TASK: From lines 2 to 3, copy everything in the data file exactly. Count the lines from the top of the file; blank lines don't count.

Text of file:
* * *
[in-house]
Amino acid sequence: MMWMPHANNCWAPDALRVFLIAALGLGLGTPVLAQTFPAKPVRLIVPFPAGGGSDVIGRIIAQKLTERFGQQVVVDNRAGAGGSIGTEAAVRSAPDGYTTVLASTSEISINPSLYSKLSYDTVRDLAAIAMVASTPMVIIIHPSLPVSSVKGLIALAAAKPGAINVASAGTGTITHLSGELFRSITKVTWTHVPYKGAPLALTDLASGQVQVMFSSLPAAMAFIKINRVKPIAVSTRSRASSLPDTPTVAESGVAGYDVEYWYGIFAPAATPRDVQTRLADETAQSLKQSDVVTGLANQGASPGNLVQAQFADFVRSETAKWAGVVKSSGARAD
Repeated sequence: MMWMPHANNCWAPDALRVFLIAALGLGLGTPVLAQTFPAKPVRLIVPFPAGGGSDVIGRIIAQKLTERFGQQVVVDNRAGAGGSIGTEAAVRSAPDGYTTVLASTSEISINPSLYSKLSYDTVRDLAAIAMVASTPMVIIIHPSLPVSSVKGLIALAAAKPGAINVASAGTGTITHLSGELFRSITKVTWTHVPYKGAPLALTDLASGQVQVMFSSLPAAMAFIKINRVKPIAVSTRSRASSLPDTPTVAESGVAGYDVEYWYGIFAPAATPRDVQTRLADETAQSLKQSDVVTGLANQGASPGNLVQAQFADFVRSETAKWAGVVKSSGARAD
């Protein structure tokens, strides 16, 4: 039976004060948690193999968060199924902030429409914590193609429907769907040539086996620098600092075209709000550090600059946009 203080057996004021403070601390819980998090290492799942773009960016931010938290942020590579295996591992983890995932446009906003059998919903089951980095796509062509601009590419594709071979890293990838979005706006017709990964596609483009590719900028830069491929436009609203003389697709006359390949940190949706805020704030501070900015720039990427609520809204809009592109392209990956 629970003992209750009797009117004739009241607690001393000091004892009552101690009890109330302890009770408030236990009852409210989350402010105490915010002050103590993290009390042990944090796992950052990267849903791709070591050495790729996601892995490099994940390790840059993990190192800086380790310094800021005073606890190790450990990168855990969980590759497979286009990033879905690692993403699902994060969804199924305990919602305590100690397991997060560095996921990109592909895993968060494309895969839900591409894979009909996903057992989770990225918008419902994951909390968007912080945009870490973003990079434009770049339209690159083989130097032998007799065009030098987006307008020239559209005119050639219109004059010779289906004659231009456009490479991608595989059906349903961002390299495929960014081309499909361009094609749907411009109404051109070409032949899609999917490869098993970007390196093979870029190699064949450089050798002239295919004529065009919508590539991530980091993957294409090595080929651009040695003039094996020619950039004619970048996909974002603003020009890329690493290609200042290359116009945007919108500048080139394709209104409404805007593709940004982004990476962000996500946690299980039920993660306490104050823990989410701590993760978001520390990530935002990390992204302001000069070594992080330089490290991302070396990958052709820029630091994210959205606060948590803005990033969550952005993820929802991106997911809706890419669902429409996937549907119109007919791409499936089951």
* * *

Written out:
Amino acid sequence: MMWMPHANNCWAPDALRVFLIAALGLGLGTPVLAQTFPAKPVRLIVPFPAGGGSDVIGRIIAQKLTERFGQQVVVDNRAGAGGSIGTEAAVRSAPDGYTTVLASTSEISINPSLYSKLSYDTVRDLAAIAMVASTPMVIIIHPSLPVSSVKGLIALAAAKPGAINVASAGTGTITHLSGELFRSITKVTWTHVPYKGAPLALTDLASGQVQVMFSSLPAAMAFIKINRVKPIAVSTRSRASSLPDTPTVAESGVAGYDVEYWYGIFAPAATPRDVQTRLADETAQSLKQSDVVTGLANQGASPGNLVQAQFADFVRSETAKWAGVVKSSGARAD
Repeated sequence: MMWMPHANNCWAPDALRVFLIAALGLGLGTPVLAQTFPAKPVRLIVPFPAGGGSDVIGRIIAQKLTERFGQQVVVDNRAGAGGSIGTEAAVRSAPDGYTTVLASTSEISINPSLYSKLSYDTVRDLAAIAMVASTPMVIIIHPSLPVSSVKGLIALAAAKPGAINVASAGTGTITHLSGELFRSITKVTWTHVPYKGAPLALTDLASGQVQVMFSSLPAAMAFIKINRVKPIAVSTRSRASSLPDTPTVAESGVAGYDVEYWYGIFAPAATPRDVQTRLADETAQSLKQSDVVTGLANQGASPGNLVQAQFADFVRSETAKWAGVVKSSGARAD